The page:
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Christy Catherine Marshall

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February 28, 2006

This week’s Carnival of Beauty is hosted by Marla of Just Marla, and our topic, of all things, is “The Bible.” As I’ve given this some thought during the week, I keep realizing how much I need the Bible as a mom. Are there other people like me, who feel like they’re dry and thirsty without daily refreshment from the Word?

I periodically look through my list of key phrases people type into search engines to find my site. It sometimes baffles me how a certain phrase will lead someone here. This past month, I noticed these phrases among many with the keyword “mom/mother:”

— frustrated mom blog
— bone tired mother
— advice for moms raising teenage boys
— frustrated mom of preschoolers
— christian words of comfort to a mother who is having a hard time with a teenager trying to discipline

I imagine what led a woman to her computer to type in one of these phrases. Perhaps she had a long day of work — either away from home or AT home with her children; she drove her mini-van to the grocery store or Stuff-Mart at least once during the day to pick up some necessity, kids in tow; she prepared at least one meal for her family, though possibly all three, including snacks (semi-healthy of course); then she drove her kids to all their activities and kept up with the other moms; she oversaw her kids’ homework; helped them with baths (if they’re still young); read them a bedtime story (or three or four); listened to their prayers; and tucked them in bed. Of course, somewhere in all that, if she has a husband, she shares time with him, discussing the day, planning for the next day, maybe even having a real conversation once the kids are in bed.

At some point during the day, she taps into her computer, “Bone Tired Mother.”

This is what I imagine, at least. She’d be even more bone tired if she’s a single mother, with no one to help share the load, and financial strain weighing heavily on her mind.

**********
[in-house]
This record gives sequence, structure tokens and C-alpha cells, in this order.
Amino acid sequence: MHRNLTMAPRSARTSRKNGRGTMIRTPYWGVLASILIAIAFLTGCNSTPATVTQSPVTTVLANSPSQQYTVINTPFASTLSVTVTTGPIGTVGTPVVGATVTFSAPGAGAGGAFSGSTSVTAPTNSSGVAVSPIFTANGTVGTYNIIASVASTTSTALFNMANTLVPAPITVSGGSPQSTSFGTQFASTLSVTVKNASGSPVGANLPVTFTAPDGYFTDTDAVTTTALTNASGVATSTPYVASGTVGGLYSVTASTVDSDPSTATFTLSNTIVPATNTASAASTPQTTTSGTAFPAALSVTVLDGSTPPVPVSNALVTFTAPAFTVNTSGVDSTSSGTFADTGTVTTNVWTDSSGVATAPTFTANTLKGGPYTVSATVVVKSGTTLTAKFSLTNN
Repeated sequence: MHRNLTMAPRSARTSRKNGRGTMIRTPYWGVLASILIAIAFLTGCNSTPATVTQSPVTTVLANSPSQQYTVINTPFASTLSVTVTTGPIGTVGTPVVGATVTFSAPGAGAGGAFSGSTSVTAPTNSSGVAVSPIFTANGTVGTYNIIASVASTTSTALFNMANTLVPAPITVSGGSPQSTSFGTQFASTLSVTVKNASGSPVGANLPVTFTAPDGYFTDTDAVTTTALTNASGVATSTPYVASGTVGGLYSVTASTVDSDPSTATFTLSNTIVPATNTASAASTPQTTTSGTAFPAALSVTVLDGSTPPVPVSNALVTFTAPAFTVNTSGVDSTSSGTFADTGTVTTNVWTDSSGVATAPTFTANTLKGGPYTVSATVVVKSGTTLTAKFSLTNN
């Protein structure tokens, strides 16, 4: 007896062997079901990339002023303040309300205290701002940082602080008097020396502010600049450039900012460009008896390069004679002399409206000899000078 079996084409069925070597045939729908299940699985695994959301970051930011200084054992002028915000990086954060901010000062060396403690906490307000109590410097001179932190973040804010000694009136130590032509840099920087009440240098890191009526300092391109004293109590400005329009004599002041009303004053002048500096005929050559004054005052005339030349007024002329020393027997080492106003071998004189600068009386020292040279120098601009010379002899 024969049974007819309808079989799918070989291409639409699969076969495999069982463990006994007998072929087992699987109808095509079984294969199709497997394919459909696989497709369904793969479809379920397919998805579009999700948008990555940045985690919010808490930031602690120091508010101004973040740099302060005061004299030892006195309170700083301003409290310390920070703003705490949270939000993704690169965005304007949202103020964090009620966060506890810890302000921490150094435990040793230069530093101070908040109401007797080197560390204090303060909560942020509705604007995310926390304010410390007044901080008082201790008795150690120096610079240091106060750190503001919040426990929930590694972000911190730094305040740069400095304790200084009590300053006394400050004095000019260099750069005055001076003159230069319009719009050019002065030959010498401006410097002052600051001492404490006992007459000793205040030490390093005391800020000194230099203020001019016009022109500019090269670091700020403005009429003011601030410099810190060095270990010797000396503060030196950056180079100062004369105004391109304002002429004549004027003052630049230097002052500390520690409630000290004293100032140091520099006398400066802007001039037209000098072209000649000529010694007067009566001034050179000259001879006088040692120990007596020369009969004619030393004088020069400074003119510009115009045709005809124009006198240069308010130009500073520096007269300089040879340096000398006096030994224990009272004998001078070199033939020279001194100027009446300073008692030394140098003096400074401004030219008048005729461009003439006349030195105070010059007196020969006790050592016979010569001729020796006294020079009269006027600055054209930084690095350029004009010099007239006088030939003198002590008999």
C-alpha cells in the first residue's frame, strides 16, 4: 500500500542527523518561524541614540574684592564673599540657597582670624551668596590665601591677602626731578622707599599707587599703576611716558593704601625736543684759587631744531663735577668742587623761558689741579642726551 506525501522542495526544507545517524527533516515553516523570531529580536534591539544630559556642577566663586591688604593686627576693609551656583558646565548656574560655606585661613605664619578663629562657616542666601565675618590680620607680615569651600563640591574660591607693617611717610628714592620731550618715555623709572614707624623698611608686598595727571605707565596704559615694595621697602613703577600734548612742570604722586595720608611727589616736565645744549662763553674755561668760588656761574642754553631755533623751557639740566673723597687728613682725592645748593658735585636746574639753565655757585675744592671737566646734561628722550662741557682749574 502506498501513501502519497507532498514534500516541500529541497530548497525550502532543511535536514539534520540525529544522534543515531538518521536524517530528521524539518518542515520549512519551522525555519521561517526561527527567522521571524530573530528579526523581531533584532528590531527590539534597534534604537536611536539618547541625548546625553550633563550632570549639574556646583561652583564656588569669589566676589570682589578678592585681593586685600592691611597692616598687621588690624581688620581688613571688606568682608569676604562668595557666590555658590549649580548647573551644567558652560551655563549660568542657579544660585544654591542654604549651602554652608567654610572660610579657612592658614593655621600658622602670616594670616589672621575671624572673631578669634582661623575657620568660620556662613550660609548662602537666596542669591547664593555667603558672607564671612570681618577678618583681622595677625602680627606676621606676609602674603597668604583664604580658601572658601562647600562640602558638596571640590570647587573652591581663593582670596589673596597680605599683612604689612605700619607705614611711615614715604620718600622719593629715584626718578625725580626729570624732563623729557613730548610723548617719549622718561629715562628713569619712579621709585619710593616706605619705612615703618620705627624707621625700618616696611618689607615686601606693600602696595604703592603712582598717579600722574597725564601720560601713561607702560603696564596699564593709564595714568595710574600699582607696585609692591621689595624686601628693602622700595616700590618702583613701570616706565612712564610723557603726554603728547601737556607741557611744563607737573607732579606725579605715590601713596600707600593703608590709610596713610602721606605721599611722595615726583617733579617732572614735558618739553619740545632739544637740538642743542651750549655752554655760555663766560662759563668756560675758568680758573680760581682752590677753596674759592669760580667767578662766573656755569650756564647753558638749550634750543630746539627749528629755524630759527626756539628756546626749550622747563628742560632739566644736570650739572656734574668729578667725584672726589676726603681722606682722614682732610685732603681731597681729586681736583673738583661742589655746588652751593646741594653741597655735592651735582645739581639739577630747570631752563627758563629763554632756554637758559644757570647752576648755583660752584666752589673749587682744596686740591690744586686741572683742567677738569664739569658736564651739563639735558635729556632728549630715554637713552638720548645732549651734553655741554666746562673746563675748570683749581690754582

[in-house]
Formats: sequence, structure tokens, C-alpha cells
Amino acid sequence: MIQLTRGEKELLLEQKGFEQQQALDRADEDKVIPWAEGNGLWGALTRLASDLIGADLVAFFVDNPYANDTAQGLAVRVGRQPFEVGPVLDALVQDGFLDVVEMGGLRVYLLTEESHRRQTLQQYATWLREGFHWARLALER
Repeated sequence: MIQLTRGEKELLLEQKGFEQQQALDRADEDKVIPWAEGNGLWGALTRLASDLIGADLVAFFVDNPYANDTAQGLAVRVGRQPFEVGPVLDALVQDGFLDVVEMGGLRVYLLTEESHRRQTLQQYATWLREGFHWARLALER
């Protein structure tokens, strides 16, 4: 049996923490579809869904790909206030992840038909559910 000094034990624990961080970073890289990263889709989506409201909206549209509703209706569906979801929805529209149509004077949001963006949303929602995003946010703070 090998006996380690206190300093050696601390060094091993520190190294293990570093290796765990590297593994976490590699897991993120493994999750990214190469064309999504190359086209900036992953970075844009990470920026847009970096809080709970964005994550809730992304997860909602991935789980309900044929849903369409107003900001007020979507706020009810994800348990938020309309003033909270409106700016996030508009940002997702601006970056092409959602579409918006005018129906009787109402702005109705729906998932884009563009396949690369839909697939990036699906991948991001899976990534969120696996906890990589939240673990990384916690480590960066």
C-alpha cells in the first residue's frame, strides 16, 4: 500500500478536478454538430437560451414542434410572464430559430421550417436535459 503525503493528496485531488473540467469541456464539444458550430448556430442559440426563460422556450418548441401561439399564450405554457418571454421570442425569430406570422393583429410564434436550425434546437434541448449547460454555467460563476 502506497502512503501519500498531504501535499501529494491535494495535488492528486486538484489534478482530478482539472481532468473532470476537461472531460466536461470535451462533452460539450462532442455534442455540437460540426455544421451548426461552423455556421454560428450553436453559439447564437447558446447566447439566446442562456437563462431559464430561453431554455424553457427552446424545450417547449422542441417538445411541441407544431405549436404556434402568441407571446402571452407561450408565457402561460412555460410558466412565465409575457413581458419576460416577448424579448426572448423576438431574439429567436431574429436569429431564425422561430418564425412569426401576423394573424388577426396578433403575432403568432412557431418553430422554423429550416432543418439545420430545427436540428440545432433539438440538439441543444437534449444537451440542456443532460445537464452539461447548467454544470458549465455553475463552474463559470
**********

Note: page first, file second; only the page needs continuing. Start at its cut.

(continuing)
So what can I say to encourage these moms?

What I’d like to say is that there was another woman, in another time, who was also bone tired, exhausted from a fast lifestyle that made her feel cheap and used. She felt unloved and unworthy. When she went to draw water from a well in her city one day, a man who was there asked if she’d also get him some water.


“How can you ask me for a drink?” [she questioned Him.]

Jesus answered her, “If you knew the gift of God and who it is that asks you for a drink, you would have asked Him and He would have given you living water.”

“Sir,” the woman said. “You have nothing to draw with and the well is deep. Where can you get this living water?” …

Jesus answered, “Everyone who drinks this water will be thirsty again, but whoever drinks the water I give him will never thirst. Indeed the water I give him will become in him a spring of water welling up to eternal life” (John 4:9-13 NIV).


A spring of water … doesn’t that sound refreshing?

These verses are what I want to pass along to the bone tired, frustrated mom who is trying to manage toddlers or discipline teens. Dear mom, I hope you will find a few minutes today to read from the source of the well — maybe even opening up your own Bible to read John 4 and underlining or circling the phrase “living water.”

Then, if you want to see how the Word of God can change someone’s life, I have to send you to a powerful testimony I just discovered yesterday. Over a period of several years, through friendship and sharing Christian books, Carol of She Lives shared Christ with her housekeeper, who has now discovered Living Water. I know you’re busy and you have so much else to do and read, but if you have a chance to read She’s Got a Housekeeper (in three parts), this is what life is all about! Thank you, Carol, for sharing that with us!!

When the Samaritan woman at the well met Jesus, she couldn’t wait to go tell everyone else the Good News! I think that’s why many of us blog — we want to do the same thing in the 21st century.

When we’re thirsty, God’s Word is a well, always offering us a continual source of refreshment.

Let us drink deeply, sisters.

Living water

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